Subject: I have found a CD that I think you would enjoy
Three stars 'cause it's Blakey.
Samuel Chell | Kenosha,, WI United States | 02/28/2007
(3 out of 5 stars)
"The quest to find quality Blakey recordings made in the '80s is often discouraging, especially since this was a period during which "schooled" players and a "reactionary" musical environment supposedly were working in favor of the great percussionist. Perhaps Bu was letting up on the reigns, content to stoke the fires while his line-ups of alternating Berkley graduates continued to contribute modal riffs disguised as compositions (where were the Golson and Walter Davis Jr. tunes when they were most needed?) and show off all of their Coltrane scales and top tones.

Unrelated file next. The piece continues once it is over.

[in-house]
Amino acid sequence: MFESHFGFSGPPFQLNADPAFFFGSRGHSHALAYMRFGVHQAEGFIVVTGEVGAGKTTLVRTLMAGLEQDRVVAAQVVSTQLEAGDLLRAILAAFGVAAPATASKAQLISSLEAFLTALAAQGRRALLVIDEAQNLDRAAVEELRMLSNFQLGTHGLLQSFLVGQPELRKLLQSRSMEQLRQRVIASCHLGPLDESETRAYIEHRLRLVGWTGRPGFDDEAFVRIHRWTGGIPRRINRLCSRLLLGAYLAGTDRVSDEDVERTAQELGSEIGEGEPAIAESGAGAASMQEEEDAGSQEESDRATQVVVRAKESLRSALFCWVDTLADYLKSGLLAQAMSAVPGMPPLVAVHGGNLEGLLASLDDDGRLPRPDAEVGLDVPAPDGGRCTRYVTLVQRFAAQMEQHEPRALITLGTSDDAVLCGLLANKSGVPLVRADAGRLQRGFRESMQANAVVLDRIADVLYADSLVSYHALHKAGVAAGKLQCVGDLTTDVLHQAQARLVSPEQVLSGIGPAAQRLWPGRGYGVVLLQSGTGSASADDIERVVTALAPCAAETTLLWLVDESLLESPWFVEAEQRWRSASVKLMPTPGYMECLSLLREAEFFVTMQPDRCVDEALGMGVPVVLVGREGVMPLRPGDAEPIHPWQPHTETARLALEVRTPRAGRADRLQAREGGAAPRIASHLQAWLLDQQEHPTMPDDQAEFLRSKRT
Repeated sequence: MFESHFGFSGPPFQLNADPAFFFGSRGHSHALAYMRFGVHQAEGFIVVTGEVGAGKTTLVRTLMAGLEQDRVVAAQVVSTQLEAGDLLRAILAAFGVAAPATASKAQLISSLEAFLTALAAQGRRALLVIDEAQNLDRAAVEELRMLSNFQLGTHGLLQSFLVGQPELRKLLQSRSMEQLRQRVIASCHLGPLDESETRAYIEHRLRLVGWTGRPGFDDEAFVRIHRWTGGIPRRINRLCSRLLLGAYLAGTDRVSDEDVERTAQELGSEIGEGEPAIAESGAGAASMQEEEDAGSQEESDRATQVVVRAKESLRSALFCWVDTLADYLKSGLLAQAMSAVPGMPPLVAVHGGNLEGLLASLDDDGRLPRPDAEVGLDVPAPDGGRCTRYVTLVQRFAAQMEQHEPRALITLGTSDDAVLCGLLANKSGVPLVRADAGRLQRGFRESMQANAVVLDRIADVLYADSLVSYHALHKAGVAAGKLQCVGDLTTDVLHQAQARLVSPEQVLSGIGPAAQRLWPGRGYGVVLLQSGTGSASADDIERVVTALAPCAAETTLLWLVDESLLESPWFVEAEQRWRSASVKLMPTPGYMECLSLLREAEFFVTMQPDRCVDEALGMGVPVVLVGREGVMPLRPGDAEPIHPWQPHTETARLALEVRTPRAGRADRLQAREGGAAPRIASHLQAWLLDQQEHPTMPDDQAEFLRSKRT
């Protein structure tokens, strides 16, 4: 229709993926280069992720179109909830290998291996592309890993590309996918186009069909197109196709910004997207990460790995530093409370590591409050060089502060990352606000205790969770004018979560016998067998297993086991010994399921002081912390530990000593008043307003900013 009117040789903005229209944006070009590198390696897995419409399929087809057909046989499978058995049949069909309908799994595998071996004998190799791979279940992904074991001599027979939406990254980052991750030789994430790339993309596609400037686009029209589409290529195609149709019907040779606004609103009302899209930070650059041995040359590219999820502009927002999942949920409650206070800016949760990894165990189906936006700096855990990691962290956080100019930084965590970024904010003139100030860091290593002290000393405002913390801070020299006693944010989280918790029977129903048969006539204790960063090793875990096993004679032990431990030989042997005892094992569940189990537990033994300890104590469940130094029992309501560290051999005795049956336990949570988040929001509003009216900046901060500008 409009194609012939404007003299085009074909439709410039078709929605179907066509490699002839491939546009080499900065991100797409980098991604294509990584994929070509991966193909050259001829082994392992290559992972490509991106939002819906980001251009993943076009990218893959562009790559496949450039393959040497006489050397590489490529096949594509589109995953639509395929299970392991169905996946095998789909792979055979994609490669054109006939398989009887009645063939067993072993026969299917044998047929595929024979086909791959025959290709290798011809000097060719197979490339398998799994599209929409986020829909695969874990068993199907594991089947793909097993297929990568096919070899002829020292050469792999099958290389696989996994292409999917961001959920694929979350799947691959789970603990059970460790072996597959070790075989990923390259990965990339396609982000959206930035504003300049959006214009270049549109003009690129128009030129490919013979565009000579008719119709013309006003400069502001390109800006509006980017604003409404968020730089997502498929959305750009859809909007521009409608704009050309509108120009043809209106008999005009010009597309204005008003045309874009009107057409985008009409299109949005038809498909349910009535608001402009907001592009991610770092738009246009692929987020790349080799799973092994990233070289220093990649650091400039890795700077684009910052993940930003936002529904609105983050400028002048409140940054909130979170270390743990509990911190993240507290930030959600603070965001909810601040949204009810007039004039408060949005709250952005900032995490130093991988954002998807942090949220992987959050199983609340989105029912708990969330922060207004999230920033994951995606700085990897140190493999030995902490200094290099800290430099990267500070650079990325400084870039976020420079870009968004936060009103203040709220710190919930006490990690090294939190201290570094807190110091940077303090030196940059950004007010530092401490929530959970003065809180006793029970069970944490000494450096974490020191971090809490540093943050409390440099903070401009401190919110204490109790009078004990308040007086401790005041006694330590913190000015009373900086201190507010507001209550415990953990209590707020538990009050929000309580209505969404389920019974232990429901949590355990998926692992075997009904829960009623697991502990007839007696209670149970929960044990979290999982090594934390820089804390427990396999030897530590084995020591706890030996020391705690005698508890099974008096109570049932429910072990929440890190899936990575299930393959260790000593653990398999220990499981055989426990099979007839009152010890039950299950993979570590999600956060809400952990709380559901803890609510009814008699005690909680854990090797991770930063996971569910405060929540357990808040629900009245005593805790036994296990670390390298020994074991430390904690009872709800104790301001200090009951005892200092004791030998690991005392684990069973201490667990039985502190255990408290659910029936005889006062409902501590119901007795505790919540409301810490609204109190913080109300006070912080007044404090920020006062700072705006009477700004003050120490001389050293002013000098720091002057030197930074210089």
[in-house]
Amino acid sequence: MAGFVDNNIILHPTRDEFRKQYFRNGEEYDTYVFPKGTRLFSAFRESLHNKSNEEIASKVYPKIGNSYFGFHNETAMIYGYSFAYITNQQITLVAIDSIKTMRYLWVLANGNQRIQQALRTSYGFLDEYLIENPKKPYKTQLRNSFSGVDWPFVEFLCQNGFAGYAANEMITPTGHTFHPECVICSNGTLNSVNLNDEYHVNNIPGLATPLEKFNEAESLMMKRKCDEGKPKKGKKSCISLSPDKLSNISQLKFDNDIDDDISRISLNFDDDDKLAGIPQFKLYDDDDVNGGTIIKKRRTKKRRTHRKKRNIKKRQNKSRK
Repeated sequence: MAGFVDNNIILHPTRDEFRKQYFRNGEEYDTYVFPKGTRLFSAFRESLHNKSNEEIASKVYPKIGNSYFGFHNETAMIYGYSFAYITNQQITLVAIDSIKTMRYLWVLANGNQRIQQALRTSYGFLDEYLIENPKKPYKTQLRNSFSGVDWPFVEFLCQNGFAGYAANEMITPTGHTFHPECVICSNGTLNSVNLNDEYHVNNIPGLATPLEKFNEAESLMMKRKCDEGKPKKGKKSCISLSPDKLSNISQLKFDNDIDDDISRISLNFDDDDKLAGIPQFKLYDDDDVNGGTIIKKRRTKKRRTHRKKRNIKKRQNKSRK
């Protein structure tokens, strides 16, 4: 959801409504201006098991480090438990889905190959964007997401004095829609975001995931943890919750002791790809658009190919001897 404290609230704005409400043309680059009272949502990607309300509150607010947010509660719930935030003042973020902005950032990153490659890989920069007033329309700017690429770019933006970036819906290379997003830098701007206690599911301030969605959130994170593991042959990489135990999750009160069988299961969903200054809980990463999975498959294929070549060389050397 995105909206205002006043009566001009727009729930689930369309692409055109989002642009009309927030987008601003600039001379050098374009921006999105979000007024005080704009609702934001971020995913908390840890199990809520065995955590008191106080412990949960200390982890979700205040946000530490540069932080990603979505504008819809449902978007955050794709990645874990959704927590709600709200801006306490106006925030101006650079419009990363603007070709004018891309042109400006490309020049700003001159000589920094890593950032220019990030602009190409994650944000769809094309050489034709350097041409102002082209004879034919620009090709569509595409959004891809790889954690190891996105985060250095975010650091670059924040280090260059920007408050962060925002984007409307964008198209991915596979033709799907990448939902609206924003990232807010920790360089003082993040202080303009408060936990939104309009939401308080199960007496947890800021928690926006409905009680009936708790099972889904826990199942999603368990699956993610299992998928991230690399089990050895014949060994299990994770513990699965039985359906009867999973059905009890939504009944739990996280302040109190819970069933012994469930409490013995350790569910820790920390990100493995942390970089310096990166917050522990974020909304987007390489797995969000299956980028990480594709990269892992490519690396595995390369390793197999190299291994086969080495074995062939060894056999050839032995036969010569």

The program is dense, monochromatic, and monotonous--hard bop verging on late 60s free sounds. The addition of Toussaint's tenor saxophone is completely superfluous, especially with Blanchard and Harrison on hand. The game plan for each soloist is the same: start quietly sans percussion and build to an all-out frenzy (like a Metheny show without the production values). The recording is irritatingly bass-heavy (after a while the session sounds like a Plaxico walking-bass solo album.)
Despite the sub-standard program and audio, both Blanchard and Harrison have some good moments while Mulgrew Miller is under-utilized. The CD comes to an inglorious finish when the music is aborted in the middle of the final tune, "I Want to Talk about You." Just as well. This is the worst arrangement and performance I've ever heard of the Billy Eckstein ballad much prized by Coltrane."